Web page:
Pickering said the timetable meant "days and weeks, not months," and that he warned Taylor there would be "significant negative consequences to our bilateral relations and, I believe, for Liberia's relations with the entire international community."

Other U.S. officials said the timetable for U.S. sanctions was two or three weeks, enough time for Taylor to meet with senior rebel commanders and political representatives and come up with a proposal to end the war in Sierra Leone. Sources close to the rebels said such a meeting in Monrovia was scheduled for this weekend or later this week. They said senior rebel commanders had been summoned to Monrovia, along with financial backers who deal in diamonds and others who have represented the RUF politically.

Pickering's meeting "appears to have brought some results," said another U.S. official. "We are seeing movement where we saw none before."

Stepping up the pressure, the United States asked the U.N. Security Council on Thursday to approve a special court that would try Sankoh, who was captured by government troops in May, and other RUF commanders and supporters for crimes against humanity. U.S. officials said that if Taylor's aid continued, he, too, could be tried in that court.

Taylor was furious over the tone of the Pickering meeting and blasted back in a nationally broadcast radio and television address July 19, saying Liberia rejected efforts "on the part of any nation to muffle this country, engage in arm-twisting without facts and subdue this nation."

Taylor said that while the United States may be satisfied with the evidence against him, "I have said, 'What you have is a diabolical lie. . . . Even a condemned man deserves his day in court. Bring the evidence. You cannot be the judge and jury at the same time.' "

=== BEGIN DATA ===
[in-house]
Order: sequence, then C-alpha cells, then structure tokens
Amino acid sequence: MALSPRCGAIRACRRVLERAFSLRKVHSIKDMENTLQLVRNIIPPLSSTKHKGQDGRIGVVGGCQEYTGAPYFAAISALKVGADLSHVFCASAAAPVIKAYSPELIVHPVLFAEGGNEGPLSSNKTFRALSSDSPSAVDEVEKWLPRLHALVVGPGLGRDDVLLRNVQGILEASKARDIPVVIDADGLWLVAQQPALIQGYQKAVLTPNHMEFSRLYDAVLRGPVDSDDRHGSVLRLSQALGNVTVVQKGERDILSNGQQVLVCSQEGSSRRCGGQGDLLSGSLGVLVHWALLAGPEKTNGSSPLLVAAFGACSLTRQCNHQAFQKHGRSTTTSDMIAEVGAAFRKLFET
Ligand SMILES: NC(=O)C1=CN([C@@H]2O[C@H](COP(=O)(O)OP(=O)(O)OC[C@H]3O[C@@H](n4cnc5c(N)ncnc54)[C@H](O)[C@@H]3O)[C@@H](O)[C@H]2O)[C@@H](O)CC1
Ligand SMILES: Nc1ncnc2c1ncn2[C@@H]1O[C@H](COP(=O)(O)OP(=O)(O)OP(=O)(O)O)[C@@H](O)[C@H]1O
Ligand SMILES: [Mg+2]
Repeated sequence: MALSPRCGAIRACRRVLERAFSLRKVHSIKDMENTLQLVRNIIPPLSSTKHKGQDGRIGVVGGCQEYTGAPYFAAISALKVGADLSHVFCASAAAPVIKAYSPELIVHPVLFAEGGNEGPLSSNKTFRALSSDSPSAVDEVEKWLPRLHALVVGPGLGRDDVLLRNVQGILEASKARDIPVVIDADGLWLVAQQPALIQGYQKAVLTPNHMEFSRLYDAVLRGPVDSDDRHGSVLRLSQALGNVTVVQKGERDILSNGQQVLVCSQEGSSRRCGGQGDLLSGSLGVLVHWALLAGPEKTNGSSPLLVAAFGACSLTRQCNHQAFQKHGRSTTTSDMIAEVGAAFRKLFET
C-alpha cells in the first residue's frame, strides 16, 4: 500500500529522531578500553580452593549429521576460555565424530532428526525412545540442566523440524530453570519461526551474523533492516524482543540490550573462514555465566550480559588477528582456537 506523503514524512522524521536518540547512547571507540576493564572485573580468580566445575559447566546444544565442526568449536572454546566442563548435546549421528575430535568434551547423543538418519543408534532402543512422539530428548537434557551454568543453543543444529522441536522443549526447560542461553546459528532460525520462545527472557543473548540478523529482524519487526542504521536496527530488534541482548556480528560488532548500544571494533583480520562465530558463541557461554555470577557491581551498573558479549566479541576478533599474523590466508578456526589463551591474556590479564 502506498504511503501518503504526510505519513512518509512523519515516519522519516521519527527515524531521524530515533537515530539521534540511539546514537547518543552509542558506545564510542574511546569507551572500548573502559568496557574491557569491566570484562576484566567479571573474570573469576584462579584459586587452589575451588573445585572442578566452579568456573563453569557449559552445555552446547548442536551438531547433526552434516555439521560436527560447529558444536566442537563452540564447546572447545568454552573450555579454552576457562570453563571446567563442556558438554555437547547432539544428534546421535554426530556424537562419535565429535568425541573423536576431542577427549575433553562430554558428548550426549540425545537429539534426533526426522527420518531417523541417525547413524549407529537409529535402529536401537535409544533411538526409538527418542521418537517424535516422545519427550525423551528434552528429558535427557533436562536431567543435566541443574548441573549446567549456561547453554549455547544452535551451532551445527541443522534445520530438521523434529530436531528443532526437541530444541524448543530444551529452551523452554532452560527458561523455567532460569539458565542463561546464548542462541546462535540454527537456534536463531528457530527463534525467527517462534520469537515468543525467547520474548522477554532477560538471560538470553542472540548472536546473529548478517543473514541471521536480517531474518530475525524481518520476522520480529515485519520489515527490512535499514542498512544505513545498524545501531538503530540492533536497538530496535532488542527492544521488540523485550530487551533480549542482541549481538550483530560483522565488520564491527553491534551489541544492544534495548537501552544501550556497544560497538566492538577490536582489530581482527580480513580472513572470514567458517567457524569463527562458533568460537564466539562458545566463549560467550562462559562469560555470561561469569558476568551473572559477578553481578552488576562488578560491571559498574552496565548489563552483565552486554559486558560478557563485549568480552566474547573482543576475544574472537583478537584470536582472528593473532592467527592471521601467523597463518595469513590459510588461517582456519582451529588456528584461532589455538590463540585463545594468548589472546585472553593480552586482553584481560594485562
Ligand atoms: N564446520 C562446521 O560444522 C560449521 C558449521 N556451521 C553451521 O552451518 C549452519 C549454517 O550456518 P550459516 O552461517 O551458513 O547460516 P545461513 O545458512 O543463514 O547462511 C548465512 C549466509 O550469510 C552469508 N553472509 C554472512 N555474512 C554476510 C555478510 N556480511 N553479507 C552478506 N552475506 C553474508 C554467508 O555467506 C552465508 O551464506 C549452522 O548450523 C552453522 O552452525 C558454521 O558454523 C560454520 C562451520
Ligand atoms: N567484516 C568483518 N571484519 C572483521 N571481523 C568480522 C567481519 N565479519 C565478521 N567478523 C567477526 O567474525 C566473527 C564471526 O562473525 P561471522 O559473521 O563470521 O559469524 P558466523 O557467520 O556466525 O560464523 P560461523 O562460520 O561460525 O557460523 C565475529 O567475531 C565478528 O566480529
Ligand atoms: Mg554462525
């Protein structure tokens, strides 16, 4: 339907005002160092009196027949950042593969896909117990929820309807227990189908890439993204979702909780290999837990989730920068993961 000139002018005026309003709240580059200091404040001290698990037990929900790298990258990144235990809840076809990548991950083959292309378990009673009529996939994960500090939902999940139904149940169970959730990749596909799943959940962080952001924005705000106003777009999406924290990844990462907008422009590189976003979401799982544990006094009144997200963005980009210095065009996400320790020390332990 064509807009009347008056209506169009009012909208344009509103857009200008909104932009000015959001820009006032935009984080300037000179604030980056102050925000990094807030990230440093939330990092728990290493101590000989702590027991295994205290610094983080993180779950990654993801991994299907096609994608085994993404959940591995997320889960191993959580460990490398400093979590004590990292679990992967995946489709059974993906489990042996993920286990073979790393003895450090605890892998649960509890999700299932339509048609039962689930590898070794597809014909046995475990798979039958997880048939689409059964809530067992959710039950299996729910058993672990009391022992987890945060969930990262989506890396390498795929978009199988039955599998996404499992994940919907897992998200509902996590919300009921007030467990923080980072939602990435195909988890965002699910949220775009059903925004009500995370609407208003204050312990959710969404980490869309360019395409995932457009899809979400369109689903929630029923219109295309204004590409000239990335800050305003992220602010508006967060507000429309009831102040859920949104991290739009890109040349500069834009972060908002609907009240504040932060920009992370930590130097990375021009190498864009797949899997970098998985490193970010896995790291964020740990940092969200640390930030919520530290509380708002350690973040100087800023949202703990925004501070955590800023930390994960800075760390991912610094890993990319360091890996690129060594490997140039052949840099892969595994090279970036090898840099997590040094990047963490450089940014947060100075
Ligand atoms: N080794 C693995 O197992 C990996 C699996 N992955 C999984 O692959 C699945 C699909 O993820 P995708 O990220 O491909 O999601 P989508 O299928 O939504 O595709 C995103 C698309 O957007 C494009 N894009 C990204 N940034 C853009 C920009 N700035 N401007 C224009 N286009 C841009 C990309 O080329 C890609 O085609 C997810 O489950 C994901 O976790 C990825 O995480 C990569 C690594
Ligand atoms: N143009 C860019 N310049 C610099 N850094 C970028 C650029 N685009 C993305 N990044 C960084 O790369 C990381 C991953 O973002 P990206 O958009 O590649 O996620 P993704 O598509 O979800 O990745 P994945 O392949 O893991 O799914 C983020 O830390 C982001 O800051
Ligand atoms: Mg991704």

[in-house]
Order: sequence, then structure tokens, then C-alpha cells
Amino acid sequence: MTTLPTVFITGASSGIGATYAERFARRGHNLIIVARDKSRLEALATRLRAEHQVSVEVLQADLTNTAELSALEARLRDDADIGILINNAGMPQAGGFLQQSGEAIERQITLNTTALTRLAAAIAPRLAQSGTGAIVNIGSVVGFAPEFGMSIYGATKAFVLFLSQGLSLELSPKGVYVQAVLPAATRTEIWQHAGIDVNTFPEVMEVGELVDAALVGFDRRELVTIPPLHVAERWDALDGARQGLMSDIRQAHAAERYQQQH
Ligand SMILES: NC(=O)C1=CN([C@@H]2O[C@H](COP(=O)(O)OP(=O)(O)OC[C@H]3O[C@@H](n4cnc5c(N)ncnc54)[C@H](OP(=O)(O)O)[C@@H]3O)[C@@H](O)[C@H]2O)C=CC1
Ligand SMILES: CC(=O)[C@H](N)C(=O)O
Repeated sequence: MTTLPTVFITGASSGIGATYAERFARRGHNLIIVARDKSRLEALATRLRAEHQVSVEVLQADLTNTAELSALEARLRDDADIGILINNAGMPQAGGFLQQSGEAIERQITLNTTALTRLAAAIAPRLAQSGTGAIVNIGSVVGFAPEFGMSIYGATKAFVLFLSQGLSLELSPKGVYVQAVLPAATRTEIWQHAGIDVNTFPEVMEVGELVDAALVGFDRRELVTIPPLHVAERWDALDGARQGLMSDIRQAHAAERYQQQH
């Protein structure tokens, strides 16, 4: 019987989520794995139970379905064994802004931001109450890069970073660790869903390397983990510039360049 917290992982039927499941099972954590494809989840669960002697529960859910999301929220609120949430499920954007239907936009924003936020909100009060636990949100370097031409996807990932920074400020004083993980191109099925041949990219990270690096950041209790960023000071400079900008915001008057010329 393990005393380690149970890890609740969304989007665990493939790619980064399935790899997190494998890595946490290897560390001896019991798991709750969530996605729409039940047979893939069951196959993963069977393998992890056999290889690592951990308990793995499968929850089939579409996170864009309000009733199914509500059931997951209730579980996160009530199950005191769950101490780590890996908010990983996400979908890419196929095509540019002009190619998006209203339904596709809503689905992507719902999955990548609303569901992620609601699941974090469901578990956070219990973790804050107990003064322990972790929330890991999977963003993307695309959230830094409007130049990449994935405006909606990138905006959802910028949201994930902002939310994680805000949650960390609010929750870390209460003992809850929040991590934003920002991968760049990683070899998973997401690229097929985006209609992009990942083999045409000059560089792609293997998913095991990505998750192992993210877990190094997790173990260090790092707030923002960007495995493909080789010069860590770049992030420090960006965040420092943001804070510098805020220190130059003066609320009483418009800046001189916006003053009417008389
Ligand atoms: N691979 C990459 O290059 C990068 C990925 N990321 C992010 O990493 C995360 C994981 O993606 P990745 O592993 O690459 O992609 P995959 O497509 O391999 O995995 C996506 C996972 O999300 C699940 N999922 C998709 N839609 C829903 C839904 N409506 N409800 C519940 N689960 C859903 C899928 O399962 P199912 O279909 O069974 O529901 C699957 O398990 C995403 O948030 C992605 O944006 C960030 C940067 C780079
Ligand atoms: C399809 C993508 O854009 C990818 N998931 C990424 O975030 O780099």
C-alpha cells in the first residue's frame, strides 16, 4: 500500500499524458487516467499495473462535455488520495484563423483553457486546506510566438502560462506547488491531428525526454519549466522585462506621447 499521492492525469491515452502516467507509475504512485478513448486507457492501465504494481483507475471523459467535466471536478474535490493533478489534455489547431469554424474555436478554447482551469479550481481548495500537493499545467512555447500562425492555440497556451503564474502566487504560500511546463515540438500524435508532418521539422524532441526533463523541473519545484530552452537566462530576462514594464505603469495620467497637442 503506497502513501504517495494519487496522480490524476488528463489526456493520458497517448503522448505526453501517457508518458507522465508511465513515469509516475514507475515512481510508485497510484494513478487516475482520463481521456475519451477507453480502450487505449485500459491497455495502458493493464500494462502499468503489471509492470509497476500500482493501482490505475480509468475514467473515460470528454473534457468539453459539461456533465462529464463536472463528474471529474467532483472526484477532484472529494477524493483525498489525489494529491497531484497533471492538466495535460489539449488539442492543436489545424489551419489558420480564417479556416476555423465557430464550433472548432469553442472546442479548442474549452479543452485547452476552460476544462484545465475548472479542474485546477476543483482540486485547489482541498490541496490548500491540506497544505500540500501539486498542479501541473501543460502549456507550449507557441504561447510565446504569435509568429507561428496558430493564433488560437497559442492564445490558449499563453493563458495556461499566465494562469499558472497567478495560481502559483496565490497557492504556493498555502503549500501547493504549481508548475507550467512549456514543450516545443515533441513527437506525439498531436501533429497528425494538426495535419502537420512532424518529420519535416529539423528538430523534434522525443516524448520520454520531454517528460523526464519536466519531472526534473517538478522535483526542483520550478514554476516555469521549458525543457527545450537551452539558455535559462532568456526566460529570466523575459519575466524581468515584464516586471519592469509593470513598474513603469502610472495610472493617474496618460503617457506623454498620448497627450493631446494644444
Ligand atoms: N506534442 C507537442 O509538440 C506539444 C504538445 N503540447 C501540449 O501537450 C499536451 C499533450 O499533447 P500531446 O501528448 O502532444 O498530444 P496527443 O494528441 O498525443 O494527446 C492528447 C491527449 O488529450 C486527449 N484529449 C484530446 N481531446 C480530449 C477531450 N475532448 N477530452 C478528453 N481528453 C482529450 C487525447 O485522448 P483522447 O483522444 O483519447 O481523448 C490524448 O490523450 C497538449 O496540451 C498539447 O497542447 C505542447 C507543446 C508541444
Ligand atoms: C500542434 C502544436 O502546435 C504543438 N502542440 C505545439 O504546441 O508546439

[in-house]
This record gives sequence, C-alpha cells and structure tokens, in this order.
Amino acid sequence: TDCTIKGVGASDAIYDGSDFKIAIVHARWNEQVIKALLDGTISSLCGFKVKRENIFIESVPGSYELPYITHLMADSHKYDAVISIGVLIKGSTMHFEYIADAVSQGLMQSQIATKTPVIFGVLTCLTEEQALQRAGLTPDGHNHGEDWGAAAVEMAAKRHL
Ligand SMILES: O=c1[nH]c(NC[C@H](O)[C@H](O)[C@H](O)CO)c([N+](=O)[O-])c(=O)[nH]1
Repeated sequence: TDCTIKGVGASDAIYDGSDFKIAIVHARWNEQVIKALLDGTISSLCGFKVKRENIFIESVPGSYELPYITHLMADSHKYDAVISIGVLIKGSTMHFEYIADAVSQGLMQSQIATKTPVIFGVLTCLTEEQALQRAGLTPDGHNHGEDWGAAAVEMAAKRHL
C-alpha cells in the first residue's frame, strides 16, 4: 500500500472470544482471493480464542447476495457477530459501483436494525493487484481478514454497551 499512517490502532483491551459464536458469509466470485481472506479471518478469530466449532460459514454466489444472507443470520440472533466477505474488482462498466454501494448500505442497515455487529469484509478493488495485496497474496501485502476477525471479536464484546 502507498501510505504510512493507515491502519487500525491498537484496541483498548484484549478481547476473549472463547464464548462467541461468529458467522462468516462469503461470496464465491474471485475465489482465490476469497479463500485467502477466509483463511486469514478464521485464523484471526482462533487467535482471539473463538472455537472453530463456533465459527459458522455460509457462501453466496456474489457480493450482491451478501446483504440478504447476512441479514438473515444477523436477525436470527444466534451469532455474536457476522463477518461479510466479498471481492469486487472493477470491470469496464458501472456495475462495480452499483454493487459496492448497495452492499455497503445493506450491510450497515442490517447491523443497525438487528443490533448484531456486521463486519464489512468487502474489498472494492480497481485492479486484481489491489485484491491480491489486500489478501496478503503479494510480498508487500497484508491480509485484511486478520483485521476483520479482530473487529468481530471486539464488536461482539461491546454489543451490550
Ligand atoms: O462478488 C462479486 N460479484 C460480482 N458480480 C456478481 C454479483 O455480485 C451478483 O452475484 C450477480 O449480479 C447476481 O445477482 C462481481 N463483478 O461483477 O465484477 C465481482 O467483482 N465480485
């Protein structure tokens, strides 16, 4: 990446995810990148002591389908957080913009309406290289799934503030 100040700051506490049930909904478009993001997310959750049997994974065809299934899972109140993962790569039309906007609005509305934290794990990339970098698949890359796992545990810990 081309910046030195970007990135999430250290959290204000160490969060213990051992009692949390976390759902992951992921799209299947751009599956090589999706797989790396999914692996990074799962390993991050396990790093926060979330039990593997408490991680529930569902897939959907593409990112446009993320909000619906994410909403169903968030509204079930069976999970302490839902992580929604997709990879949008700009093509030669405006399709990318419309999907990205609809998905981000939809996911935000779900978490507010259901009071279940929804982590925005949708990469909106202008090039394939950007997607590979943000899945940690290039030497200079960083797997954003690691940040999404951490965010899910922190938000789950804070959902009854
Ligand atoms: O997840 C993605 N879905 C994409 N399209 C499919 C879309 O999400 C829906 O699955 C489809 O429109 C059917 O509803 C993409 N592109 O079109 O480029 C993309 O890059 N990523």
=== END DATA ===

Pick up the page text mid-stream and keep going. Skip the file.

U.S. sources said the evidence and intelligence on Taylor's involvement includes aerial photography of convoys of trucks carrying weapons and medical supplies to Sierra Leone and electronic intercepts that show Taylor and some of his senior military commanders regularly meeting with senior RUF commanders to coordinate activities. "The evidence," said one Pentagon official, "is overwhelming."

Pickering traveled with several U.S. military officials while he was in West Africa. A Pentagon official said the officials were examining how the United States could help regional armies train and prepare for peacekeeping missions, and that military and logistical training, involving up to 200 U.S. Special Forces troops, was being contemplated for Nigeria, Ghana and Mali.

But sources close to Taylor said the presence of the U.S. military officials at Pickering's meeting with Taylor was an attempt to convey the possibility of a military threat from the United States. A Pentagon official said that was not true--the purpose of the meeting with Taylor was "to lay down the law to him."

Farah reported from Abidjan and Mufson from Washington. Staff writer Thomas E. Ricks in Washington contributed to this report.